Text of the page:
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Systemic administration of an HIV-1 broadly neutralizing dimeric IgA yields mucosal secretory IgA and virus neutralization.

Publication ,  Journal Article
Fouda, GG; Eudailey, J; Kunz, EL; Amos, JD; Liebl, BE; Himes, J; Boakye-Agyeman, F; Beck, K; Michaels, AJ; Cohen-Wolkowiez, M; Haynes, BF ...
Published in: Mucosal immunology
January 2017

We investigated the mucosal distribution and neutralization potency of rhesus recombinant versions of the HIV-specific, broadly neutralizing antibody b12 (RhB12) following intravenous administration to lactating rhesus monkeys. IgG and dimeric IgA (dIgA) administration resulted in high plasma concentrations of broadly neutralizing antibody (bnAb), but the monomeric IgA (mIgA) was rapidly cleared from the systemic compartment. Interestingly, differences in the distribution of the RhB12 isoform were observed between the mucosal compartments. The peak concentration of RhB12 IgG was higher than dIgA in saliva, rectal, and vaginal secretions, but the bnAb concentration in milk was one to two logs higher after dIgA administration than with IgG or mIgA infusion. Neutralization was observed in plasma of all animals, but only those infused with RhB12 dIgA showed moderate levels of virus neutralization in milk. Remarkably, virus-specific secretory IgA was detected in mucosal compartments following dIgA administration. The high milk RhB12 dIgA concentration suggests that passive immunization with dIgA could be more effective than IgG to inhibit virus in breast milk.

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Published In

Mucosal immunology

DOI

EISSN

1935-3456

ISSN

1933-0219

Publication Date

January 2017

Volume

10

Issue

1

Start / End Page

228 / 237

Related Subject Headings

  • Saliva
  • Mucous Membrane
  • Milk, Human
  • Macaca mulatta
  • Immunology
  • Immunoglobulin G
  • Immunoglobulin A, Secretory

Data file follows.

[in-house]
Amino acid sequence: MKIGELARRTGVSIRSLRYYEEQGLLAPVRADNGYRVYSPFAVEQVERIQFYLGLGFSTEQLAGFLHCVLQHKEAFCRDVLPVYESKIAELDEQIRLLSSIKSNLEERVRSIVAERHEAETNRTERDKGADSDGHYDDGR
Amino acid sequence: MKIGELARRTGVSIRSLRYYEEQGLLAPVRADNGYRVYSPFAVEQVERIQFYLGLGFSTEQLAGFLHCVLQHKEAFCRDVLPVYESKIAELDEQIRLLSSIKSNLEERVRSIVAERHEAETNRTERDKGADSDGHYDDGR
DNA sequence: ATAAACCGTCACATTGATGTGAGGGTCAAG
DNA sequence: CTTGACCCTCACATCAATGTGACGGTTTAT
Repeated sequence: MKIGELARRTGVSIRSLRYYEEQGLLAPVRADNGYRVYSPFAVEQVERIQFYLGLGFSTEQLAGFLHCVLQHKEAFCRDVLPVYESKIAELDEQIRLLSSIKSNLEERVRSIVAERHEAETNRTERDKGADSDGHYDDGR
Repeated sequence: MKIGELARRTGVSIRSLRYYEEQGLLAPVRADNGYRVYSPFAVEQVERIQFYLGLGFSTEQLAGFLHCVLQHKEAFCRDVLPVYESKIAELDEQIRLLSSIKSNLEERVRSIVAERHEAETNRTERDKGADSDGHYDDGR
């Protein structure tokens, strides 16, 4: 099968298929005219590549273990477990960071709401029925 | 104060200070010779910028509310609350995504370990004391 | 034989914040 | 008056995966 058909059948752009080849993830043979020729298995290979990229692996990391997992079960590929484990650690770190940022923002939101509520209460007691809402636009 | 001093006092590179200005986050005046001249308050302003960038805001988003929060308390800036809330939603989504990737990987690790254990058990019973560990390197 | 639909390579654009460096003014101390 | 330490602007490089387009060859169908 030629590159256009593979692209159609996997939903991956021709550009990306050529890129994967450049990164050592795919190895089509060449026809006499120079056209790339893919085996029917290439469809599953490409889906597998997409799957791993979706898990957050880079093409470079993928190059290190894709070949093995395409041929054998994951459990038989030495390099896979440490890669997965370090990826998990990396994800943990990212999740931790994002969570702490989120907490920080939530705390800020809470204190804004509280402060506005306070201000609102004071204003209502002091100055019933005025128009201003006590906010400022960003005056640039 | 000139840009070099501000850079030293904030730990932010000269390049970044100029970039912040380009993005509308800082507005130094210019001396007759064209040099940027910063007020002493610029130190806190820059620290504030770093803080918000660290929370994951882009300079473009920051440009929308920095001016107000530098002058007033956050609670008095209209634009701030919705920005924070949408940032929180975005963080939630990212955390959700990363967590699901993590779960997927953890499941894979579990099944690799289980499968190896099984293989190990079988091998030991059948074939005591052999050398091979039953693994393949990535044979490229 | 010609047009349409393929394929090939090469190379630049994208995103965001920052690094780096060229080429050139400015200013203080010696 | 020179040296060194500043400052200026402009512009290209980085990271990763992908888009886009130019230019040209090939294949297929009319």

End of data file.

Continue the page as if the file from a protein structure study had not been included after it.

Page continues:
• Immunization, Passive
  • Humans
  • HIV-1
 

Citation

APA
Chicago
ICMJE
MLA
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Fouda, G. G., Eudailey, J., Kunz, E. L., Amos, J. D., Liebl, B. E., Himes, J., … Permar, S. R. (2017). Systemic administration of an HIV-1 broadly neutralizing dimeric IgA yields mucosal secretory IgA and virus neutralization. Mucosal Immunology, 10(1), 228–237. https://doi.org/10.1038/mi.2016.32
Fouda, Genevieve G., Joshua Eudailey, Erika L. Kunz, Joshua D. Amos, Brooke E. Liebl, Jonathan Himes, Felix Boakye-Agyeman, et al. “Systemic administration of an HIV-1 broadly neutralizing dimeric IgA yields mucosal secretory IgA and virus neutralization.Mucosal Immunology 10, no. 1 (January 2017): 228–37. https://doi.org/10.1038/mi.2016.32.
Fouda GG, Eudailey J, Kunz EL, Amos JD, Liebl BE, Himes J, et al. Systemic administration of an HIV-1 broadly neutralizing dimeric IgA yields mucosal secretory IgA and virus neutralization. Mucosal immunology. 2017 Jan;10(1):228–37.
Fouda, Genevieve G., et al. “Systemic administration of an HIV-1 broadly neutralizing dimeric IgA yields mucosal secretory IgA and virus neutralization.Mucosal Immunology, vol. 10, no. 1, Jan. 2017, pp. 228–37. Epmc, doi:10.1038/mi.2016.32.
Fouda GG, Eudailey J, Kunz EL, Amos JD, Liebl BE, Himes J, Boakye-Agyeman F, Beck K, Michaels AJ, Cohen-Wolkowiez M, Haynes BF, Reimann KA, Permar SR. Systemic administration of an HIV-1 broadly neutralizing dimeric IgA yields mucosal secretory IgA and virus neutralization. Mucosal immunology. 2017 Jan;10(1):228–237.

Published In

Mucosal immunology

DOI

EISSN

1935-3456

ISSN

1933-0219

Publication Date

January 2017

Volume

10

Issue

1

Start / End Page

228 / 237

Related Subject Headings

  • Saliva
  • Mucous Membrane
  • Milk, Human
  • Macaca mulatta
  • Immunology
  • Immunoglobulin G
  • Immunoglobulin A, Secretory
  • Immunization, Passive
  • Humans
  • HIV-1